Monday, October 22, 2012

Congress and Corruption: Compensation and the Revolving Door

Lawrence Lessig has produced a fascinating book that provides valuable insights into the ways in which our government functions: Republic Lost: How Money Corrupts Congress—and a Plan to Stop It. Lessig indicates the need for legislators to be continually seeking funds for their reelection campaigns as the core of that corruption. That concept was previously discussed in Congress and Corruption: Campaign Funds. The impact of that perpetual need for money on legislators’ activities and priorities was discussed in Congress and Corruption: Regulations and Taxes. Here we will discuss Lessig’s description of how a more personal form of corruption has grown within Congress.

We have decided to assemble a group of highly educated, talented, and very ambitious individuals and put them in positions of great power while deciding to pay them very little in a relative sense. One can find here the compensation structure for senators and congresspersons. It is less impressive than one might think. All legislators received a base salary of $174,000 for the year 2011-2012. Congressional leaders received slightly more. Retirement benefits are consistent with other federal employees.

"Members of Congress receive retirement and health benefits under the same plans available to other federal employees. They become vested after five years of full participation."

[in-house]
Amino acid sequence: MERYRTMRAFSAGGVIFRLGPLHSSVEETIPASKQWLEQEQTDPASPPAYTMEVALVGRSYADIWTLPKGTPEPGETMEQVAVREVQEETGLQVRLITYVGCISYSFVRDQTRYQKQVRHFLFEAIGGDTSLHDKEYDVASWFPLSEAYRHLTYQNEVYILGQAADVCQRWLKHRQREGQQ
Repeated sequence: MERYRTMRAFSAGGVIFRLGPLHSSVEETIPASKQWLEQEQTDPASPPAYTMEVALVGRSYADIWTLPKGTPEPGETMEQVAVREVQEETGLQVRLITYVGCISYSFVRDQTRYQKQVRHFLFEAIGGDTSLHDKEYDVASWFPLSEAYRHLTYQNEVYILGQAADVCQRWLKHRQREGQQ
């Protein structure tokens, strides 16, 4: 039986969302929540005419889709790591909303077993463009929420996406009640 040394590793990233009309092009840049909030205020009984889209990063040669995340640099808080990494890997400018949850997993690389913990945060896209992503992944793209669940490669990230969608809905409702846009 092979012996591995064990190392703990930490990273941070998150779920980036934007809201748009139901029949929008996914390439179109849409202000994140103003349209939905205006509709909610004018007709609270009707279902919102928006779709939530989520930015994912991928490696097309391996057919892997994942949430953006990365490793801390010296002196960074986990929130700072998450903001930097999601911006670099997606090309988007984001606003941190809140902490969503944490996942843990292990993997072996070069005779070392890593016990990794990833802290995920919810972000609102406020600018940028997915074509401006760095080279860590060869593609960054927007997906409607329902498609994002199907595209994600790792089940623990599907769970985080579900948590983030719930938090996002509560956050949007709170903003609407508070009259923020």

"As it is for all other federal employees, congressional retirement is funded through taxes and the participants' contributions. Members of Congress under FERS [Federal Employees’ Retirement System] contribute 1.3 percent of their salary into the FERS retirement plan and pay 6.2 percent of their salary in Social Security taxes."

Lessig tells us that 44% of the members of Congress are millionaires, many have wealthy spouses who can supplement their income, and some come from districts where $174,000 is considered a lot of money. The rest are put in the position of being surrounded by people living a lavish lifestyle that they are unable to emulate. This is not a stable configuration.

"What we know from economics, and from experience with governments across the world, is that if you underpay government officials relative to their talents or to their peers, they will find ways to supplement their income."